Starting letters used to be easy - you'd use "Dear" followed by the recipient's name if you knew it, or "sir/madam" if you didn't.
Then email came along and things got more complicated. Knowing exactly how to start an email can be confusing and, if the email relates to something important such as a job application or a business deal, even worrying.
In this guide we'll look a range of ways to start an email, and when you should use a particular opening.
How to start an email 1: Hi [Person's name]
This is probably now the most common way to start an email. It's friendly, not too informal and is suitable for almost every situation.
How to start an email 2: Hello [Person's name]
There are some who feel "hi" to be a bit too informal. If that's you (or you think you might be emailing someone who feels this way) then swapping "Hi" for "hello" will work just as well.
How to start an email 3: Dear [Person's name]
This may sound a bit too formal and stuffy for an email opening, but there are times when it works well - if you're sending off a CV and covering letter, for example. Or if you're communicating with a client in a sector that tends to use formal language as standard (such as law).
It's usually best to go with the person's title and surname, especially if it's the first time you're contacting them. So "Dear Mr Smith", or "Dear Ms Smith".
If you don't know the person's gender, you can always use their full name instead. So "Dear Jean Smith".
How to start an email 4: Hi there
It should go without saying that you should never start an email with "hi there" if you know the person's name. But sometimes you'll have to contact people and you'll have no idea who you're getting in touch with - for example if you're contacting a general customer service email address.
That said, you should never use "Hi there" in situations when you could reasonably be expected to find out someone's name before emailing them. This includes the person you're emailing a job application to, and someone you're attempting to bring on board as a client (to name just two).
How to start an email 5: Hi all
This works perfectly if you're contacting a group of people, all (or at least most of whom) are already known to you. (So friends or work colleagues).
If you're contacting a group of people you don't know, you might want to start with "Hi there" before explaining who you are and why you emailing. Or, if there's a group name you can use, use that - for example "Hi parents of Year 10 pupils".
General tips on how to start an email
The five openings we've looked at above should cover almost every situation in which you need to email someone, but here are some more general rules to help you get things right.
Pay attention to how they open their email
If they start with "Hi [Name] then it's going to seem pretty strange if you start your reply with "Dear [Name]" (and vice versa). So look at their email opening and use that to help you to decide which opening you use.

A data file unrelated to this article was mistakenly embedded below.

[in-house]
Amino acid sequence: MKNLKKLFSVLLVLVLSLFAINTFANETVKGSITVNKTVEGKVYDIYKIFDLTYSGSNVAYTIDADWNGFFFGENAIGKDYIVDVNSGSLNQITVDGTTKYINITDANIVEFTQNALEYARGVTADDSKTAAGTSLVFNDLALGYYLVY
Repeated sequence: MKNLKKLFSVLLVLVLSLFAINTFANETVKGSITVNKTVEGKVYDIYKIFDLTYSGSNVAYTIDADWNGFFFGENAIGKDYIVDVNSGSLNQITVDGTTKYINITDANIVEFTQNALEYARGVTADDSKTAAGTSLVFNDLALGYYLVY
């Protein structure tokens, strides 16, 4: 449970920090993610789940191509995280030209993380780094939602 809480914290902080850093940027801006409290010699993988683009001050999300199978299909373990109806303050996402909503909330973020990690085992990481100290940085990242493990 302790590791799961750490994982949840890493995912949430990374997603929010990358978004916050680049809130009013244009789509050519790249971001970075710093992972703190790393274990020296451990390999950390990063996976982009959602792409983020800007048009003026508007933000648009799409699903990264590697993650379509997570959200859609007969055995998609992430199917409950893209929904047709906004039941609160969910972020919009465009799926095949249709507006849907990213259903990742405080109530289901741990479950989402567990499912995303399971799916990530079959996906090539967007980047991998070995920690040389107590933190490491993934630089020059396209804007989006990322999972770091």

Pay attention to how they close their email
Is their sign off very formal? Are they using their full name? If so, this is an indication that you should start your emails to them in a formal manner. On the other hand, if they're signing off with something like "Cheers, Johnny" then you're probably safe to use an informal opening to your email.
If in doubt, err on the side of formal
The previous two tips are useful if someone has already been in touch with you, but what if you're sending the first email?
Well, people are rarely annoyed by someone being too formal. In fact, they're much more likely to be annoyed by someone who is too informal.
So if you're not sure how to start an email, go with a formal opening. It shows that you put thought into the way you address people.
Then, when you get a reply you can see if there are any clues which suggest you can take a less formal approach in future emails.
Use a professional email address
People will start to get a feel for who you are before they've even read the opening line of your email, because they'll be able to see the address you've sent it from.
Having a professional email address is crucial if you're sending emails in a business capacity. (A free email address such as one from Hotmail really won't cut it.)
It can also be important if you're applying for a job, especially in sectors such as web design or IT.
Once you've got those, you'll be able to send emails from an address such as "email@example.com".
Email openings to avoid
There are email openings that you should never use. Here are some of them.
Hi [Incorrectly spelled (or just incorrect) name]
Nothing annoys people more than someone getting their name wrong. If you make this mistake you can expect your email to drop right to the bottom of the recipient's to do list.
To whom it may concern
This opening has its uses in the realm of physical letters, but none of those uses cross over into the world of email. Just don't use it.
It makes you sound like an eccentric scientist, so avoid it. (Unless you're an eccentric scientist.)
Or even just "Hey,". It's even more informal than "Hi [Name]". Save this one for friends and colleagues you have a close working relationship with.
Openings like "Happy Humpday!" or "TGI Friday!" work if you're an office coordinator letting people know about that day's events, but should be avoided in all other circumstances.